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Arison opens up about Costa Concordia, says ship is a total loss

Arison - 'You never imagine something like this could happen'
Costa Concordia will not sail again for Carnival Corp. & plc, Micky Arison told Seatrade Insider on Friday in one of his first interviews after the deadly wreck. He also described the ‘terrible feeling’ of first hearing about the accident, underscored the staying power of the Costa brand and praised the crew for evacuating more than 4,000 people.

Arison said the cost of repairing Concordia would be greater than the value of the ship, which will become the property of the underwriters who’ll decide whether to sell or scrap it.

He also explained why he didn’t go to Giglio after the accident: he felt it was most appropriate to stay in Miami and oversee all the company’s brands and let Costa chief Pier Luigi Foschi be the focus in Italy. Carnival vice chairman Howard Frank went to the country multiple times and met with victims’ families.

Frank could visit ‘in a more low-key way,’ Arison said, ‘whereas my going would be more disruptive.’

The Carnival chief has not been to Giglio; he has not left Miami since the accident.

Arison was in St. Bart’s the night of Jan. 13, where he first learned something might be wrong with a Costa ship from a tweet he read. He contacted Foschi, who was also on a Caribbean cruise and had just been notified of a possibly serious issue in Giglio.

‘It’s a terrible feeling,’ Arison said, describing his reaction to the news.

‘You’re super sorry something like this happened. You never imagine something like this could happen, though we have 100 ships operating and sometimes there can be incidents.’

Apart from Foschi, the ceos of all Carnival companies rushed to Miami for a meeting the Monday morning after the Friday night accident. Arison said he benefited from their counsel, and the idea emerged at the meeting for a company-wide operational safety review that was formally announced two days later.

‘It’s a key element of where we go from here,’ Arison said, though safety, he added, has not been top of mind with consumers polled by all the Carnival brands across various national markets since the Concordia incident.

‘Especially those who’ve cruised know the facts: that cruising is safer than most any form of transportation,’ Arison said. ‘The No. 1 reason across the board why people haven’t cruised or booked a cruise in the last weeks is not safety but the expectation that prices will be getting lower.’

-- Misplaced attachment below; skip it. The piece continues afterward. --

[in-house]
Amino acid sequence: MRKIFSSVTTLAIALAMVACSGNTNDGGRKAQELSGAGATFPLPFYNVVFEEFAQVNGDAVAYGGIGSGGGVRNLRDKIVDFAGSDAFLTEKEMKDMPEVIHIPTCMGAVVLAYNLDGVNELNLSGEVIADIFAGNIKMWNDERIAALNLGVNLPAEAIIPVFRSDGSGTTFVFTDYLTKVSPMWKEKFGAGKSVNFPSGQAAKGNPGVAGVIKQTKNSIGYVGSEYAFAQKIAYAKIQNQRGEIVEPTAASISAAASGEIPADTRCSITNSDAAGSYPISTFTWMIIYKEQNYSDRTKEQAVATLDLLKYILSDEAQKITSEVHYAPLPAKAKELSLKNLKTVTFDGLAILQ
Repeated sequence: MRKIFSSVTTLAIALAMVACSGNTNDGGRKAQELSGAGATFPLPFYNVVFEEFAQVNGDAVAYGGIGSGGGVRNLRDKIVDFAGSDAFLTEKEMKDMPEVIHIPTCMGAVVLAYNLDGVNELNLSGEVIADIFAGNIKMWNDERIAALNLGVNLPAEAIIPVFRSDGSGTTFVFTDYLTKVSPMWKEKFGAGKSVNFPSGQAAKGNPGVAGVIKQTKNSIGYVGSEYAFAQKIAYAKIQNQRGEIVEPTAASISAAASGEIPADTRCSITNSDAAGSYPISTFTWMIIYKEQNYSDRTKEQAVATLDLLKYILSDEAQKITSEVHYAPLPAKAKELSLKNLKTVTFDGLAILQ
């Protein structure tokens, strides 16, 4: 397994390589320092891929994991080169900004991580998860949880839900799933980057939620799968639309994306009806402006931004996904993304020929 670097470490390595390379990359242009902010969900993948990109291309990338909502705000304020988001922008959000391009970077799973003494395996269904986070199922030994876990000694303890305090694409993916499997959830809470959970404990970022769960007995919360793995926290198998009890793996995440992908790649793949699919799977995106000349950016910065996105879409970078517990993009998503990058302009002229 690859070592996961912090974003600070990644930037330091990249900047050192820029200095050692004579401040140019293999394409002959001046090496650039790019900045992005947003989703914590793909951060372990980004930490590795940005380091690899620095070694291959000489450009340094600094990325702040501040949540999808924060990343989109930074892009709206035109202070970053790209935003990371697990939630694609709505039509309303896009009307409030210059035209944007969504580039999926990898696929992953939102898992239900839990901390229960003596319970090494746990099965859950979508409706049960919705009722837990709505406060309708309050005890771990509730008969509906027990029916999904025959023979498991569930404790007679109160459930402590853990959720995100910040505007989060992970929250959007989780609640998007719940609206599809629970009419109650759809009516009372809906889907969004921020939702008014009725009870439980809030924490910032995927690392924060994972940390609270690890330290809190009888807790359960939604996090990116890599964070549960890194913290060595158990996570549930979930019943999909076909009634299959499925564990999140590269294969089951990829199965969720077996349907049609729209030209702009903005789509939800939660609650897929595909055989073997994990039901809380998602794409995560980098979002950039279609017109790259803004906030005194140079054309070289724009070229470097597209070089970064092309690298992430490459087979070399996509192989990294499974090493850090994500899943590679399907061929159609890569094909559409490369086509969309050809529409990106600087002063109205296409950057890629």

He thinks there’s little reason to believe that’s going to happen: Carnival now projects net yields will be no worse than flat and may be up slightly during 2012. No wholesale discounting is likely. As Arison told analysts during today’s earnings call: ‘We hope people will come off the fence and book their vacations.’

Also on the call, the Carnival chief quashed the notion that Carnival Cruise Lines is the most impacted by Concordia because it carries the most first-time cruisers—who might be put off by the accident not having experienced a seagoing vacation.

‘In reality, [the Carnival brand has] been the least impacted. Business is up year over year and they’re our best performing brand now,’ Arison said.

He also defended the importance and staying power of the Costa brand, despite rumors of its demise: ‘In Italy, Argentina and Brazil, the awareness [of Costa] is the same as Coca-Cola, and Costa has a huge base of past customers as well, so all that helps.’

Surveys in Italy indicate consumers continue to view Costa as ‘a great vacation option and a value.’ Once people get beyond the Concordia accident, ‘There’s no question Costa is going to come back, and come back stronger than ever,’ Arison said.

It may take a year or two for bookings to normalize, particularly in Italy and Germany, the hardest hit markets, but Arison thinks—based on both surveys and his gut—the recovery will come sooner.

Yet ‘it will take selling the product.’ Costa suspended all marketing and is now weighing when and where to restart. Costa’s US website just began operating again, though the Italy site remains frozen.

As for Concordia itself, Arison said proposals for removing the wreck that estimate a 10- to 12-month process are ‘disappointing.’ Though it’s too early to know for sure, it’s unlikely the ship will be cut up extensively, since that could pose a higher environmental risk.

The Carnival chief opened the earnings call with an expression of sadness about Concordia, and appreciation for the efforts of the Italian authorities, the people of Giglio and the crew.

Speaking afterward to Seatrade Insider, he cited the pride of Costa employees who have been working 20-hour days to do what they could for the victims. Efforts to boost morale among the crew include messages to the ships that ‘we support them.’

It has been ‘an overwhelming event for us emotionally,’ Arison said.

Along with the misperception that the Costa brand might go away, the Carnival chief also thinks the Concordia crew got undue criticism. They deserve credit for evacuating more than 4,000 souls, Arison said, adding that most, if not all, behaved appropriately during the emergency.

‘You don’t evacuate 4,000 people safely without a lot of crew members acting heroically,’ he added.